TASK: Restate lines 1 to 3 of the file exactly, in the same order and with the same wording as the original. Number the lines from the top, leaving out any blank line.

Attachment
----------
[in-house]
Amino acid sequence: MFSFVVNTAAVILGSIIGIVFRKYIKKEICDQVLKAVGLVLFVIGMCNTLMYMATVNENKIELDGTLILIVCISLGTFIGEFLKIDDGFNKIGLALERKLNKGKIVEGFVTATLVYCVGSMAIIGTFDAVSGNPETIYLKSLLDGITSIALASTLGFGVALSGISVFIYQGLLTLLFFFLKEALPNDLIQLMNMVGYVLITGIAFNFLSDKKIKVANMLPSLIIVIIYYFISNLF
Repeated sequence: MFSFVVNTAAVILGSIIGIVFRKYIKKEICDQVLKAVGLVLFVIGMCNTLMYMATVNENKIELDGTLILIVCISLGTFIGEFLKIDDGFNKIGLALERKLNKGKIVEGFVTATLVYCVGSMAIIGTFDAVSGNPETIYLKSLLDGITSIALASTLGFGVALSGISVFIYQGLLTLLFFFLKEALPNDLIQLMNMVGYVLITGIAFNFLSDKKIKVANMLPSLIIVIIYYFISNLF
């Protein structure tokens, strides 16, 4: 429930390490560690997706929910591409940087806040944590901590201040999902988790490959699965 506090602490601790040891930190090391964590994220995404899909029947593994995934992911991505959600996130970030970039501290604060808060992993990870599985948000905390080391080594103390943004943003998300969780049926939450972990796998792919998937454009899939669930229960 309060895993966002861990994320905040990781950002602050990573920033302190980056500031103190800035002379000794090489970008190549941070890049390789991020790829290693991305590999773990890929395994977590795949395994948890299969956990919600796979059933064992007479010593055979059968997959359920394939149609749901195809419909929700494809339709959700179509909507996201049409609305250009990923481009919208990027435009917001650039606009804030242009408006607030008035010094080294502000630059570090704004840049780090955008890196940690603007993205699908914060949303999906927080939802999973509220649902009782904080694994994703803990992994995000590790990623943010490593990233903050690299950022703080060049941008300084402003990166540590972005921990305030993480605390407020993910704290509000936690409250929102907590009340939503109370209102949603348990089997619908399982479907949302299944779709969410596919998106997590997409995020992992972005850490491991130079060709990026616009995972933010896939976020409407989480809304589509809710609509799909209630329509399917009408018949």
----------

[in-house]
Amino acid sequence: MFSFVVNTAAVILGSIIGIVFRKYIKKEICDQVLKAVGLVLFVIGMCNTLMYMATVNENKIELDGTLILIVCISLGTFIGEFLKIDDGFNKIGLALERKLNKGKIVEGFVTATLVYCVGSMAIIGTFDAVSGNPETIYLKSLLDGITSIALASTLGFGVALSGISVFIYQGLLTLLFFFLKEALPNDLIQLMNMVGYVLITGIAFNFLSDKKIKVANMLPSLIIVIIYYFISNLF
Repeated sequence: MFSFVVNTAAVILGSIIGIVFRKYIKKEICDQVLKAVGLVLFVIGMCNTLMYMATVNENKIELDGTLILIVCISLGTFIGEFLKIDDGFNKIGLALERKLNKGKIVEGFVTATLVYCVGSMAIIGTFDAVSGNPETIYLKSLLDGITSIALASTLGFGVALSGISVFIYQGLLTLLFFFLKEALPNDLIQLMNMVGYVLITGIAFNFLSDKKIKVANMLPSLIIVIIYYFISNLF